Don’t worry too much about stock cooking time. About 2 ½ hours is ideal but a little less or more is just fine. Just check it a few times to make sure it is lightly simmering, not boiling, and that water is covering the chicken or chicken carcass. Add more water as necessary. Before you are ready to put the gumbo together, strain the chicken and carcass through a large colander and put the stock back into the pot. Chop the chicken into bite-sized pieces and store it in the refrigerator until later. Pick the meat from the bones and throw the carcass away.
Step Two: Making the Roux
Roux is easy to make, a bit like gravy, but there are a few tips to ending up with the richest flavor. This is the one stage of the recipe when you need to pay close attention and stand over the stove for a bit.
First chop a whole onion (I use sweet, but any yellow or white onion is fine), whole bell pepper, and several stalks of celery. Have these chopped vegetables ready on a cutting board next to the stove.
Next, heat a large black iron skillet (Dutch oven works too), adding 1 cup of canola or vegetable oil, heated to shimmering then stirring in 1 cup of flour. Stir constantly to mix and evenly brown the mixture with the gumbo paddle. Keep the heat at medium high, stirring constantly, until the mixture turns a deep dark brown in about 10-15 minutes. Some recipes call for cooking roux for 30-40 minutes but professional chefs achieve a richer flavor by cooking it fast. Just don’t let it burn. Stir constantly! As soon as the roux is the perfect color brown (similar to dark chocolate, not milk chocolate, but not black), scrape in all the chopped vegetables and keep stirring until onions are translucent and green peppers and celery are soft. Put in all “the Holy Trinity”, at once because it dramatically stops the oil and flour cooking, keeping it at just the right color and temperature. Lower the temperature and keep stirring. Once the vegetables are soft, start adding in some of the stock cup by cup, still warm in the pot on the stove, to the roux until it becomes more liquidy. Turn off the heat under the roux skillet.
Step Three: Combining the Chicken Stock with the Roux
Now is a tricky part to mix the roux with the remainder of the stock a little at a time. I use a second stock pot for this to get the proportions right. Wear an apron, use hot pads and great care to prevent splatter and burns, pour the roux and stock into the empty gumbo pot. Use all of the roux and most of the stock until you get the desired consistency of the soup. It should have some body, but not a gravy-like thickness. Sometimes there is a little stock left over which can be frozen for use in future soups and dishes.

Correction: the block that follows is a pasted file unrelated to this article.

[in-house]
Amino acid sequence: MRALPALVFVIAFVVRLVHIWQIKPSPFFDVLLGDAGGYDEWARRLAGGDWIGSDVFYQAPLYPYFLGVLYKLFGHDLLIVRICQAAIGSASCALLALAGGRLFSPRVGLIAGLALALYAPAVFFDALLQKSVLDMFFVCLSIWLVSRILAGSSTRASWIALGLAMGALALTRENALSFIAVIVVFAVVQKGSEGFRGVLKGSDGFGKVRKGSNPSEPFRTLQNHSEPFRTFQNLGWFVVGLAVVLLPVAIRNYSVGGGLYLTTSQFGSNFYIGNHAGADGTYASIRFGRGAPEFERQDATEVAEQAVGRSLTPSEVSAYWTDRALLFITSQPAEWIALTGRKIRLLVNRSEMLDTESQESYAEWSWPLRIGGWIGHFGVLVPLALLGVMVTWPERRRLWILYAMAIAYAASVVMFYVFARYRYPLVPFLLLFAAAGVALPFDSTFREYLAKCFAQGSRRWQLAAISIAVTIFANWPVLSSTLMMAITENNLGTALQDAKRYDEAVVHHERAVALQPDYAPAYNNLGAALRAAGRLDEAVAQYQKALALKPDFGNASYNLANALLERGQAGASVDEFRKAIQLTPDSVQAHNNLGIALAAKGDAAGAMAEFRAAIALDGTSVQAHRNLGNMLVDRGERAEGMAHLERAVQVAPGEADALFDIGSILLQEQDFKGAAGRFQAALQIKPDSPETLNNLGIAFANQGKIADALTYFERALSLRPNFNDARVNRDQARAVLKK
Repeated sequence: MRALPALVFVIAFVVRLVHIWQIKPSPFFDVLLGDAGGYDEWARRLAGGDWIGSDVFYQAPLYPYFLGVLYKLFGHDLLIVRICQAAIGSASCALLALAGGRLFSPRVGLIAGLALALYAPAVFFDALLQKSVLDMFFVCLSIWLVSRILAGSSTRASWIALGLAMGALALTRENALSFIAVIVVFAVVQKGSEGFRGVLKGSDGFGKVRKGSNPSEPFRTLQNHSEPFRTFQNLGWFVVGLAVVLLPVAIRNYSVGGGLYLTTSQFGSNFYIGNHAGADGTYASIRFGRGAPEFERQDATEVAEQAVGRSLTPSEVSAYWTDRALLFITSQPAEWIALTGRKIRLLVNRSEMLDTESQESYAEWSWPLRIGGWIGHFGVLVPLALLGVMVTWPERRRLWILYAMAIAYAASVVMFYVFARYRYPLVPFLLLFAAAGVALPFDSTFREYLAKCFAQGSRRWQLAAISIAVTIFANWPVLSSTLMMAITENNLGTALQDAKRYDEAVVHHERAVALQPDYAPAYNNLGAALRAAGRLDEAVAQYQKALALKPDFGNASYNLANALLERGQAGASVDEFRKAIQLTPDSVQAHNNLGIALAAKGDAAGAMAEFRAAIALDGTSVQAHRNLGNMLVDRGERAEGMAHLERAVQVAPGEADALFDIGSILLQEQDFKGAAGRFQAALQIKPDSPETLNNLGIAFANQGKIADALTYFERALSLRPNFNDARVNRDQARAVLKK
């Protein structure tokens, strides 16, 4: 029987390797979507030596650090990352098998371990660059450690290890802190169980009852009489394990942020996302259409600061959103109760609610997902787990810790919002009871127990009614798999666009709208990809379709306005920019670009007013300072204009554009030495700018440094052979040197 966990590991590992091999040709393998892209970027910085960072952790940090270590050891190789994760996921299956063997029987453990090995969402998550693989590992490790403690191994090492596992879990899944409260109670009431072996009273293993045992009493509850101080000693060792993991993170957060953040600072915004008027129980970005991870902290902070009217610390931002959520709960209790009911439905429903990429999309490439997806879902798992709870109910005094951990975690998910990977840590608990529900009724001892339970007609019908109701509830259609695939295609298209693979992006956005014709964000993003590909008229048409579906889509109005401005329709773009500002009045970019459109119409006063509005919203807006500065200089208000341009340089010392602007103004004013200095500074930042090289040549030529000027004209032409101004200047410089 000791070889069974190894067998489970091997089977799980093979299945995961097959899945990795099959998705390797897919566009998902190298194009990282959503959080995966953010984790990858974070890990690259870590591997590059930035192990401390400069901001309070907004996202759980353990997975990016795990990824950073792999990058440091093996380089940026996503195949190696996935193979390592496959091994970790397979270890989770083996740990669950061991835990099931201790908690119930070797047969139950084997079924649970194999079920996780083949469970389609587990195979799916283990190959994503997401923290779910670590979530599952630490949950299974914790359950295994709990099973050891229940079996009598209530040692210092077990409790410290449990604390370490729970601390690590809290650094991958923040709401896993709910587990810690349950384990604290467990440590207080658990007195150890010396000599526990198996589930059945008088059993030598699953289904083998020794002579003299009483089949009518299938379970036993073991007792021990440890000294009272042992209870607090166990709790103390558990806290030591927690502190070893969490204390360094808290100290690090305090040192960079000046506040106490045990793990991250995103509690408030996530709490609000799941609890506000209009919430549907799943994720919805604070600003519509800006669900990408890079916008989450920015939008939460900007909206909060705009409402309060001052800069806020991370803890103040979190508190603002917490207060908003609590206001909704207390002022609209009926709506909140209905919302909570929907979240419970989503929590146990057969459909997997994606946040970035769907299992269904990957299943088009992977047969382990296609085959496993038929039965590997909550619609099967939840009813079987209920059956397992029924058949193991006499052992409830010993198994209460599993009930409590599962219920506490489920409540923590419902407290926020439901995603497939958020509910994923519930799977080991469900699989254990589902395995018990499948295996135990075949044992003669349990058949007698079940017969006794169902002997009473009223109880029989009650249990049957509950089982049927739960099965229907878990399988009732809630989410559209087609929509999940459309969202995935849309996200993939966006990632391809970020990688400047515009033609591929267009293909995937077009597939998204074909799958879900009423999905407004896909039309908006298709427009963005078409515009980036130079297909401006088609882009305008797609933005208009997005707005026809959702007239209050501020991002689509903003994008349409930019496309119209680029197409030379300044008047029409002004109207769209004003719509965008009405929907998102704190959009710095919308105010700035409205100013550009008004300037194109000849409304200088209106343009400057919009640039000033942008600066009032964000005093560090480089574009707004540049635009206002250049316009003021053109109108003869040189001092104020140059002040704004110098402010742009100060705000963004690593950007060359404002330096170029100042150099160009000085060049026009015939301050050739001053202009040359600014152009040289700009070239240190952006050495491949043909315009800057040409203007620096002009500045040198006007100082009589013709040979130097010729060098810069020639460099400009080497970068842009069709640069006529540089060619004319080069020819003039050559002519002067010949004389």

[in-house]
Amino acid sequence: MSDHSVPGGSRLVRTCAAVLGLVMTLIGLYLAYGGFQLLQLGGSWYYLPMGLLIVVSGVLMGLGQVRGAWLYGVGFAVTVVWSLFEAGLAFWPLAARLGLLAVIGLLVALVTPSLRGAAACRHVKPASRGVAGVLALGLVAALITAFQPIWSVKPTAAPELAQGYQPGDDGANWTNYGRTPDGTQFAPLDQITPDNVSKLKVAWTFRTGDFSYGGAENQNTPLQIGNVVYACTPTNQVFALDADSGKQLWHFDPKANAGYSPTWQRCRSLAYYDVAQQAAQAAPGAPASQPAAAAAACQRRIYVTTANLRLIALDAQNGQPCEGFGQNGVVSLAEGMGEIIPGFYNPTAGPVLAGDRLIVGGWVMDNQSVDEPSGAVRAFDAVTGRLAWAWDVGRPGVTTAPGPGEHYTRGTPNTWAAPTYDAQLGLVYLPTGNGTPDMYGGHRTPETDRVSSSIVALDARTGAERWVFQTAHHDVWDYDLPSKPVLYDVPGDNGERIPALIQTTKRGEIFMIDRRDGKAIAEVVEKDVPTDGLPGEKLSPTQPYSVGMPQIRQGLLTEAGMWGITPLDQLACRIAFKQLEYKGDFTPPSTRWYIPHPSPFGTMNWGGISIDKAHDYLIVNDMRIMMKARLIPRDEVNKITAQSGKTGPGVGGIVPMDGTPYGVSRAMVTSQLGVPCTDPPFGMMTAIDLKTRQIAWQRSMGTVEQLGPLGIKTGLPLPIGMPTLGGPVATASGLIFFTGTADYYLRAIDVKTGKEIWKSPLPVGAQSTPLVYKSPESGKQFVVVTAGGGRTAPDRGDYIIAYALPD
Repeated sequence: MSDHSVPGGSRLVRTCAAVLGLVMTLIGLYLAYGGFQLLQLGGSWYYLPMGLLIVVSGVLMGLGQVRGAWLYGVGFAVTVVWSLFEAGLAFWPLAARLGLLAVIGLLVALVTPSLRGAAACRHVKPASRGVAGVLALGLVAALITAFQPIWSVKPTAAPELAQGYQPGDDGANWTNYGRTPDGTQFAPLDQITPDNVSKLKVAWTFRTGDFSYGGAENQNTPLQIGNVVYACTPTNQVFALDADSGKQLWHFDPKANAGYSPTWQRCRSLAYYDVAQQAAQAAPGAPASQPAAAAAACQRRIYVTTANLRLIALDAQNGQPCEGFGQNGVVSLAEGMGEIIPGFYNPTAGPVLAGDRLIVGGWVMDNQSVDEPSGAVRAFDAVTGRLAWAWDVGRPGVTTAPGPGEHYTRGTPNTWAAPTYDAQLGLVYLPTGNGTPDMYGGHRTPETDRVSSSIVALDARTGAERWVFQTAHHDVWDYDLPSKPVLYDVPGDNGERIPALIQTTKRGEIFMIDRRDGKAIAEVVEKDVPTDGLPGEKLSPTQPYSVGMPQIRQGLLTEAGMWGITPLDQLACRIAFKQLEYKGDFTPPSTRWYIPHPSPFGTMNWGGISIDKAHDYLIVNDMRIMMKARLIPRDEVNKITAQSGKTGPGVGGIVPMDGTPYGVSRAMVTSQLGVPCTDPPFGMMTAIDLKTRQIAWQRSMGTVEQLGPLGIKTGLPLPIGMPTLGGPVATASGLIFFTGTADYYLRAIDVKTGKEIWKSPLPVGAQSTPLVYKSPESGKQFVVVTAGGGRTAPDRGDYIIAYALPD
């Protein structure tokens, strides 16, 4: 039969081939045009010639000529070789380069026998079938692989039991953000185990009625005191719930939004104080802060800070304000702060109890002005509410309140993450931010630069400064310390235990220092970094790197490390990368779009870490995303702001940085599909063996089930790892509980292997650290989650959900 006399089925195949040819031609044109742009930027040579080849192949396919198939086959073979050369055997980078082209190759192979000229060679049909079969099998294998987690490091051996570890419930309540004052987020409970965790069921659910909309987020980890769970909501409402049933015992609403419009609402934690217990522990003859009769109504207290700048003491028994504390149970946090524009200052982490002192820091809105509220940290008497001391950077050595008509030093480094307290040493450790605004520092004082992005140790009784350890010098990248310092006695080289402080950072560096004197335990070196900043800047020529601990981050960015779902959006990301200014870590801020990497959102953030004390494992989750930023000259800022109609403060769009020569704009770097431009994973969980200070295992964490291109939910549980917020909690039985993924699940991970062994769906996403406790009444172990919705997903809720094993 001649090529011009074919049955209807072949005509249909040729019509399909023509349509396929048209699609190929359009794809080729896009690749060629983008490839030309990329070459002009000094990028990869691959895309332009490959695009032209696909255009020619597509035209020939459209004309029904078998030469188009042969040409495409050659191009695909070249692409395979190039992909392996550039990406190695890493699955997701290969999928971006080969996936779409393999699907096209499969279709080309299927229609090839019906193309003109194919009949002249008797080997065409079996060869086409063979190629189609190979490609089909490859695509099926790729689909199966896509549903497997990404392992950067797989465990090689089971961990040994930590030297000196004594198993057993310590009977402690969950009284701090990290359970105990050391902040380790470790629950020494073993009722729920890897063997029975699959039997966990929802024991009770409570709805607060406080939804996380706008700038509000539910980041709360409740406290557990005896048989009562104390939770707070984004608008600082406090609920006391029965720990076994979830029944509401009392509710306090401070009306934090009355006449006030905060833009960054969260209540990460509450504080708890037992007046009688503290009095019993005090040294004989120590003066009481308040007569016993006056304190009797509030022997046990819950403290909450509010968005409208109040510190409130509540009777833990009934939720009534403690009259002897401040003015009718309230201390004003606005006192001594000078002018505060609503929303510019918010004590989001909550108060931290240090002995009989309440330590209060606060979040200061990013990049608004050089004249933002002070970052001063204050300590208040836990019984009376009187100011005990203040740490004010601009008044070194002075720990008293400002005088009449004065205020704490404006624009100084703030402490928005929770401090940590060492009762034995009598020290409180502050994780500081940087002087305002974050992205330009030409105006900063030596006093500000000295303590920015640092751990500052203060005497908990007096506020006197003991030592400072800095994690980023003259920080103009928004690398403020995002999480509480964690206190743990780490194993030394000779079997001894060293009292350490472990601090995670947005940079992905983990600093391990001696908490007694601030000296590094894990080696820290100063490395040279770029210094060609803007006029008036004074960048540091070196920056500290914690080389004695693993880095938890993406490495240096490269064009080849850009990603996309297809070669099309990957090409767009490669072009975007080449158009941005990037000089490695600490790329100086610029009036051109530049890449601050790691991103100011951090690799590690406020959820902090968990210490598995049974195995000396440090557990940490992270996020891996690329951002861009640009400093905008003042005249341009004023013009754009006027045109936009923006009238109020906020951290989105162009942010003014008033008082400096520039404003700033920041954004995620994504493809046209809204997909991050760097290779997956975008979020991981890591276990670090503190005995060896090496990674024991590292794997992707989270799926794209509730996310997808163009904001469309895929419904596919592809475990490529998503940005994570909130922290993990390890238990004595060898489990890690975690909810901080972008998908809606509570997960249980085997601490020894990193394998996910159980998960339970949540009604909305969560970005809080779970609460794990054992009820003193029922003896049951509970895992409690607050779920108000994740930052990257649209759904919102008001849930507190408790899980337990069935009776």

Add seasonings which consist of salt, pepper, garlic powder, and red pepper. My favorite is a pre-made mixture called Tony Chachere’s Original Creole Seasoning, once available only in Louisiana and now found in most grocery stores. I suggest starting with a tablespoon but adjust gradually to your own taste.
Step Four: As the pot of gumbo-in-progress is simmering, slice sausage. Traditional recipes call for Andouille but I usually use a combination of Andouille and Polska Kielbasa. Add it to the gumbo. I use about a pound of sausage total.
Rinse and shred fresh greens (my preferred are collards and chard) and throw them into the pot.
Adjust seasonings. Last but not least, add the chopped chicken. Near the end, if the oil from the sausage and roux separate, can skim it off the top and pitch it into the trash. There shouldn’t be much.
Step Five: Cook a large pot of white rice to serve with the gumbo. Enjoy!
Large cast iron skillet
One large stock pot
One large gumbo pot
One roux paddle or spatula, wooden or metal
1 chicken (fresh or store-bought roasted)*
1 pound of sausage (Andouille and/or Polska Kielbasa or mixture of the two)
1 bell pepper
Several stalks of celery
Salt and Tony Chachere’s Seasoning ( or simply salt, black and red pepper, garlic powder)
Fresh greens: one bunch of chard and collards. One bunch of turnip greens and mustard greens are also tasty. You can mix and match the greens, using a total of about two bunches.
*I substitute turkey for chicken and it’s an excellent thing to do with your leftover turkey carcass on Thanksgiving! I always make turkey gumbo the day after Thanksgiving!! The gumbo is also superb with pheasant should you have access to these game birds.